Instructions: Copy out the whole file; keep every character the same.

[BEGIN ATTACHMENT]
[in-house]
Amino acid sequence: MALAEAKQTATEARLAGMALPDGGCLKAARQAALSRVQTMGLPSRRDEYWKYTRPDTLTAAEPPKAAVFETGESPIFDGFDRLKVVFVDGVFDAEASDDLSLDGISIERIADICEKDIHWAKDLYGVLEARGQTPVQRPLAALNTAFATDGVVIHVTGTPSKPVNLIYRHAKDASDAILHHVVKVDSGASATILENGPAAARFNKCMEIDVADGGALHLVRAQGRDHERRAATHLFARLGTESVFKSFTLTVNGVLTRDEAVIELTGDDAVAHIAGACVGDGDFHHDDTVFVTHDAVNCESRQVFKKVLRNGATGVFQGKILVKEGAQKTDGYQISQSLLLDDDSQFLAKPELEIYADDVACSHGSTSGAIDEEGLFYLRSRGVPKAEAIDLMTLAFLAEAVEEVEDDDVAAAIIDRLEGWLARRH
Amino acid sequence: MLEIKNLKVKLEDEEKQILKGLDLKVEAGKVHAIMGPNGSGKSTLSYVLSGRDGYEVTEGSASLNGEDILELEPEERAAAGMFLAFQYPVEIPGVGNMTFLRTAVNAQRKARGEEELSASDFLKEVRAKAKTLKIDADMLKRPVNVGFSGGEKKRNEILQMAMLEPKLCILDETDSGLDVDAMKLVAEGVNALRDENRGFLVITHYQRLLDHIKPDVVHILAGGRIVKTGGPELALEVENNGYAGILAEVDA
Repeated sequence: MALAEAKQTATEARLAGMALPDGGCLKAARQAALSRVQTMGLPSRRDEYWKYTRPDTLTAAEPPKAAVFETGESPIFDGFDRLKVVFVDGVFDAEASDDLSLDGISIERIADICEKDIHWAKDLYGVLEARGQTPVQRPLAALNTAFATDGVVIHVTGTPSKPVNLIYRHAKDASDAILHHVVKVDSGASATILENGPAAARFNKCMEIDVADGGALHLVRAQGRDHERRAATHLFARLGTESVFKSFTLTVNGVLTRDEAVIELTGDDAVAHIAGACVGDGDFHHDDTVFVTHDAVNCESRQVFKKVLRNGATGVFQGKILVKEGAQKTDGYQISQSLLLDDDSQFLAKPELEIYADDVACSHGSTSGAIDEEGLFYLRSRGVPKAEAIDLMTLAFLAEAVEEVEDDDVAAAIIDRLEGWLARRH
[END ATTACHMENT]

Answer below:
[in-house]
Amino acid sequence: MALAEAKQTATEARLAGMALPDGGCLKAARQAALSRVQTMGLPSRRDEYWKYTRPDTLTAAEPPKAAVFETGESPIFDGFDRLKVVFVDGVFDAEASDDLSLDGISIERIADICEKDIHWAKDLYGVLEARGQTPVQRPLAALNTAFATDGVVIHVTGTPSKPVNLIYRHAKDASDAILHHVVKVDSGASATILENGPAAARFNKCMEIDVADGGALHLVRAQGRDHERRAATHLFARLGTESVFKSFTLTVNGVLTRDEAVIELTGDDAVAHIAGACVGDGDFHHDDTVFVTHDAVNCESRQVFKKVLRNGATGVFQGKILVKEGAQKTDGYQISQSLLLDDDSQFLAKPELEIYADDVACSHGSTSGAIDEEGLFYLRSRGVPKAEAIDLMTLAFLAEAVEEVEDDDVAAAIIDRLEGWLARRH
Amino acid sequence: MLEIKNLKVKLEDEEKQILKGLDLKVEAGKVHAIMGPNGSGKSTLSYVLSGRDGYEVTEGSASLNGEDILELEPEERAAAGMFLAFQYPVEIPGVGNMTFLRTAVNAQRKARGEEELSASDFLKEVRAKAKTLKIDADMLKRPVNVGFSGGEKKRNEILQMAMLEPKLCILDETDSGLDVDAMKLVAEGVNALRDENRGFLVITHYQRLLDHIKPDVVHILAGGRIVKTGGPELALEVENNGYAGILAEVDA
Repeated sequence: MALAEAKQTATEARLAGMALPDGGCLKAARQAALSRVQTMGLPSRRDEYWKYTRPDTLTAAEPPKAAVFETGESPIFDGFDRLKVVFVDGVFDAEASDDLSLDGISIERIADICEKDIHWAKDLYGVLEARGQTPVQRPLAALNTAFATDGVVIHVTGTPSKPVNLIYRHAKDASDAILHHVVKVDSGASATILENGPAAARFNKCMEIDVADGGALHLVRAQGRDHERRAATHLFARLGTESVFKSFTLTVNGVLTRDEAVIELTGDDAVAHIAGACVGDGDFHHDDTVFVTHDAVNCESRQVFKKVLRNGATGVFQGKILVKEGAQKTDGYQISQSLLLDDDSQFLAKPELEIYADDVACSHGSTSGAIDEEGLFYLRSRGVPKAEAIDLMTLAFLAEAVEEVEDDDVAAAIIDRLEGWLARRH